They would be capable of picking it up, if the board wants to change, or if the original people do not win the tender.

Mr. Dave Walsh

It is down to competitiveness.

I am just making sure because we have had cases before. For example, with the children's hospital, there were two phases but who else was going to come in and build on somebody else's foundations?

Mr. Dave Walsh

That was one of the reasons because we could have asked the company to write bespoke codes but that would have tied the board-----

It would own-----

Mr. Dave Walsh

By taking a product and adapting it, we are allowing for a better future use.

Was the €2.9 million estimate for 2014 the amount of money the board had to spend? How could something end up being €5 million when it was €2.9 million? Inflation is understandable but if I was the company who had got that tender I would be delighted I had received a tender for €2.9 million and could potentially get €5 million. I would think this is a good day out for the company but not for the taxpayer.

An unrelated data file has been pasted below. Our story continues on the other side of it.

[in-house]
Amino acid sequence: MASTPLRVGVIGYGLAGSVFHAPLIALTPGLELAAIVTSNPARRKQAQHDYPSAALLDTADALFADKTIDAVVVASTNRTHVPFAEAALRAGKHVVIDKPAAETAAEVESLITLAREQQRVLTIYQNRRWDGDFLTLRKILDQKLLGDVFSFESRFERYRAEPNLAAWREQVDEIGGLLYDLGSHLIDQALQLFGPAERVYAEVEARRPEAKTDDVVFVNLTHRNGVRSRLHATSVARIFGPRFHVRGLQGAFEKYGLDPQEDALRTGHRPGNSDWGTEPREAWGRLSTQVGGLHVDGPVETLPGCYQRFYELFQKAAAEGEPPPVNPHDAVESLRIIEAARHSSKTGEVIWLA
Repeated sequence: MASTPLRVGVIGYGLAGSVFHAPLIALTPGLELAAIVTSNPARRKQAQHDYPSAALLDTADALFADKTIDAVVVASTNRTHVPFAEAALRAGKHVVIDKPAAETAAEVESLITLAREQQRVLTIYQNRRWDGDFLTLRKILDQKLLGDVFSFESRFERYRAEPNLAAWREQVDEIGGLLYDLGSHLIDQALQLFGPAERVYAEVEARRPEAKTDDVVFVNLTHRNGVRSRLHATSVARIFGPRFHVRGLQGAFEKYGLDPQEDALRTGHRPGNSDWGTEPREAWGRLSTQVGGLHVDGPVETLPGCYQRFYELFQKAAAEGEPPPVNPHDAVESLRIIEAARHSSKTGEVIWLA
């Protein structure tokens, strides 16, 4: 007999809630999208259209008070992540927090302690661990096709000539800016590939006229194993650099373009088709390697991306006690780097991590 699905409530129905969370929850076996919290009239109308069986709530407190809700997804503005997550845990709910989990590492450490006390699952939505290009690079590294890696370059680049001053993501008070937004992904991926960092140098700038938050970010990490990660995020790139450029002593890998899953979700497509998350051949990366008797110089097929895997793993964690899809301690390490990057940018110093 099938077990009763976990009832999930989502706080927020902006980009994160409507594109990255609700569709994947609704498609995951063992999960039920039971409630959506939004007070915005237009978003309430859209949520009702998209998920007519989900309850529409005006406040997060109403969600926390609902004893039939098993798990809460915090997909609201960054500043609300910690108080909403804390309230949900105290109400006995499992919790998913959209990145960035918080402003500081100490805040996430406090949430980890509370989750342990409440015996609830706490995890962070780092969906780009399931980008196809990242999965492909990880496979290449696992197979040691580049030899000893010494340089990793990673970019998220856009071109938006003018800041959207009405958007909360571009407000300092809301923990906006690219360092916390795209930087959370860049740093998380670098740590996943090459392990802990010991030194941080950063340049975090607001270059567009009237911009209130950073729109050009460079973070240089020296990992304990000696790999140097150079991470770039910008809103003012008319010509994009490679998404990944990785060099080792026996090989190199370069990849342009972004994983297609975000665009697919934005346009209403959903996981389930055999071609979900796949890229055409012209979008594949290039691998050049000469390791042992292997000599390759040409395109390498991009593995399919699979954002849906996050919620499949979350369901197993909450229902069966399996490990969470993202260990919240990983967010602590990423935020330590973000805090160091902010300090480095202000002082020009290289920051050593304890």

Mr. Dave Walsh

On the overall project costs, there are a number of different elements from licensing costs to business analysts and programme managers to assist us as well as the core development costs. We estimate the core development costs to be just over €1 million. This is what OpenSky is doing. There are other supports.

I refer to the best laid plans and our best estimates for assessing the future costs. We had advisers on board and programme managers and people with expertise in this area who said what it should cost. The big challenge with any kind of project, whether IT or not, is that if it goes over schedule, it will cost more. We need people for longer and we need to budget for that.